That’s all happened since 2010, when car giant Ford finalised a deal to sell the then distressed, struggling brand to Geely, at the time an unheralded Chinese firm known best in Europe for producing copycat cars.
Ford bought Volvo for around $6.5 billion in 1999 to add to what was then a growing line of ‘prestige’ brands. It significantly expanded Volvo’s range, but did so through the use of shared Ford platforms, and the resulting cars lost much of the individuality Volvo had traditionally been known for.
Volvo’s roadmap to revival was actually laid out late in the Ford era, when it began to push the brand further upmarket and launched the XC60 SUV. But when the 2008 economic crisis hit, Ford put Volvo up for sale. Numerous companies showed interest – reportedly including Volkswagen and BMW – but Geely ultimately won out, paying in the region of $1.15 billion.
Given the reputation of Chinese car firms at that time, there were fears Geely’s ownership would lead to a further decline in Volvo’s standards. Instead, Geely was true to its words of hands-off ownership, giving Volvo the resources it needed, then stepping back and letting the firm get on with it. Essentially, Geely’s approach was to let Volvo be Volvo.
A key moment in Volvo’s revival was the appointment of former MAN trucks boss Håkan Samuelsson as CEO in 2012. His polite Swedish calm belies his determined, decisive leadership.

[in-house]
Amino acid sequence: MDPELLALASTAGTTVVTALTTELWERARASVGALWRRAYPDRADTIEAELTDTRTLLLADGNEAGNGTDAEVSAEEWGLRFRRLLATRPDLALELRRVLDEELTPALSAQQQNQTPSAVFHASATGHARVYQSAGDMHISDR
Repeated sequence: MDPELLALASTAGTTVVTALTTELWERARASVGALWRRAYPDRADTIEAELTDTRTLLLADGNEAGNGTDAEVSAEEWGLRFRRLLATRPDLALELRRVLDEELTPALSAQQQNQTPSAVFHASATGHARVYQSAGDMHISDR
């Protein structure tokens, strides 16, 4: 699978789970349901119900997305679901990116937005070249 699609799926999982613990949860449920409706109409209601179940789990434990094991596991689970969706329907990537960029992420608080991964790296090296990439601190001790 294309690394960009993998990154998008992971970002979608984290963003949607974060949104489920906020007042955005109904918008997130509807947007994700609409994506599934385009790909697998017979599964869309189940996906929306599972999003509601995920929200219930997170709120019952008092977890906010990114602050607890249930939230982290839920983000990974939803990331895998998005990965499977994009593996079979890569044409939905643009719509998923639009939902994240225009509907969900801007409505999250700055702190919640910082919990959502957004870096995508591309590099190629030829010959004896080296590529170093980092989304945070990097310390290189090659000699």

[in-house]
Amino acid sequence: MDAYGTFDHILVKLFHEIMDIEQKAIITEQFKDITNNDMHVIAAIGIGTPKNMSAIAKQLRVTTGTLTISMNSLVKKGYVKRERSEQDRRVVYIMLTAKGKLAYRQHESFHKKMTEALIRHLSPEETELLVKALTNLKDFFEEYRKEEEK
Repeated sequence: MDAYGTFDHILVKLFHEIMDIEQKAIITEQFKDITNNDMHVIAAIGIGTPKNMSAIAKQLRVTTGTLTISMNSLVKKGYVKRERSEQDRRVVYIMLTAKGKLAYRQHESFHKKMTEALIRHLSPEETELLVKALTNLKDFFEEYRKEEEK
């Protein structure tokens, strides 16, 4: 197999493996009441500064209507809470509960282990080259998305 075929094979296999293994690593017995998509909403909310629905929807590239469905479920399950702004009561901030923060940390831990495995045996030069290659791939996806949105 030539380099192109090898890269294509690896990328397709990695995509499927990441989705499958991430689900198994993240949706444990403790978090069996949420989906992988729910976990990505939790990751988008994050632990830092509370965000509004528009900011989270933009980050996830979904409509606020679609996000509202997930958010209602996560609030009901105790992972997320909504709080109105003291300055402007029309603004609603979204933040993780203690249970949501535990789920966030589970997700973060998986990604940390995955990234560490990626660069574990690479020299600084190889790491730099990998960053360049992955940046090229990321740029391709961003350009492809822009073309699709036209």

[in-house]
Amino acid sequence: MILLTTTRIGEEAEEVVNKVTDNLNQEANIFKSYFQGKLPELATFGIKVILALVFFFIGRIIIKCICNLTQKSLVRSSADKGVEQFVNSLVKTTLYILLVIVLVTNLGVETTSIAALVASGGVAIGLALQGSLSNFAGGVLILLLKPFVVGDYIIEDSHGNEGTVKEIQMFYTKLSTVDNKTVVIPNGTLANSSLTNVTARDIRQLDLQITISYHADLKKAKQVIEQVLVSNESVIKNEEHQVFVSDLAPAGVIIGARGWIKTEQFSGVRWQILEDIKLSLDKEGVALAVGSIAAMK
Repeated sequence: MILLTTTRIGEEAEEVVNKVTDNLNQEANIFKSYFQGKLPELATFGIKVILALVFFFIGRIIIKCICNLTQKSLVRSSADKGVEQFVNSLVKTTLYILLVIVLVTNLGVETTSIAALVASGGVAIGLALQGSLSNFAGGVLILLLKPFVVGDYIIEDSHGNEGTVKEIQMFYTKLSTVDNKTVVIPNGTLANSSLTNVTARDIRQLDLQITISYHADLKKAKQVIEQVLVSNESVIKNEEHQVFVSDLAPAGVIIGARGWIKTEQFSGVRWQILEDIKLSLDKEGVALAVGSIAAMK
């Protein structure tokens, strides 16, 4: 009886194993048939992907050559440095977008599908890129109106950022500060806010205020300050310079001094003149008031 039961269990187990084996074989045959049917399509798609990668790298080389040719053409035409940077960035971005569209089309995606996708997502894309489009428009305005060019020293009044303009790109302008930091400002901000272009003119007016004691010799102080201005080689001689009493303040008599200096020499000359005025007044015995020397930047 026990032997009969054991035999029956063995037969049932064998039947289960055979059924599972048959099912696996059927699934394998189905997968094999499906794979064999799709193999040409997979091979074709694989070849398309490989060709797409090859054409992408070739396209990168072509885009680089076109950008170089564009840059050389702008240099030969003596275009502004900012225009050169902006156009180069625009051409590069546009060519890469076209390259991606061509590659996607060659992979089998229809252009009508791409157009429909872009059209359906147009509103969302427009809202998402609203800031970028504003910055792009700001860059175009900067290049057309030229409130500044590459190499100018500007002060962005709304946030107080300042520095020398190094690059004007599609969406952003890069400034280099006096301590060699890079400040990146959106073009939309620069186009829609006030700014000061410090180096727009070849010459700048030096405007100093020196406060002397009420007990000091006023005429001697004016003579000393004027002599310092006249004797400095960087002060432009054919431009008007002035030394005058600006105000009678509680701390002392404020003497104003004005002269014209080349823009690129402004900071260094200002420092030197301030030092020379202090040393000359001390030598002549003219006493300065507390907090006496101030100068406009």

His focused strategy stems from Volvo’s size: even with Geely’s backing, it still can’t match the resources of the VW Group. “We have to prioritise,” says Samuelsson. “We cannot do everything so have to choose.”
He adds: “We like to think we are very good at thinking in an open way. It’s not a disadvantage being small. If you are big, there are probably too many experts on board who will tell you everything is important. That means it’s not that easy to break out of the old way of thinking.”
So far, Samuelsson has chosen right – and with conviction. Volvo worked with Geely to develop the Scalable Product Architecture platform to underpin a new generation of mid-size and larger models, starting with the XC90 SUV in 2016. The first car developed entirely under Geely ownership showed that any fears of a decline in Volvo quality were misplaced.
Volvo has subsequently led the development of the Compact Modular Architecture (CMA) for smaller vehicles, including the XC40 compact SUV. Crucially, it also future-proofed CMA by designing it to house both combustion-engined and electric powertrains. Henrik Green, Volvo’s tech boss, says this reflects the fact that Volvo couldn’t afford to develop separate platforms for combustion-engined and electric cars, as the VW Group has done with the MEB architecture. So it applied the lessons it learned surviving with far more limited resources. “You get very creative having no money and no time,” laughs Green, reflecting on the firm’s pre-Geely days.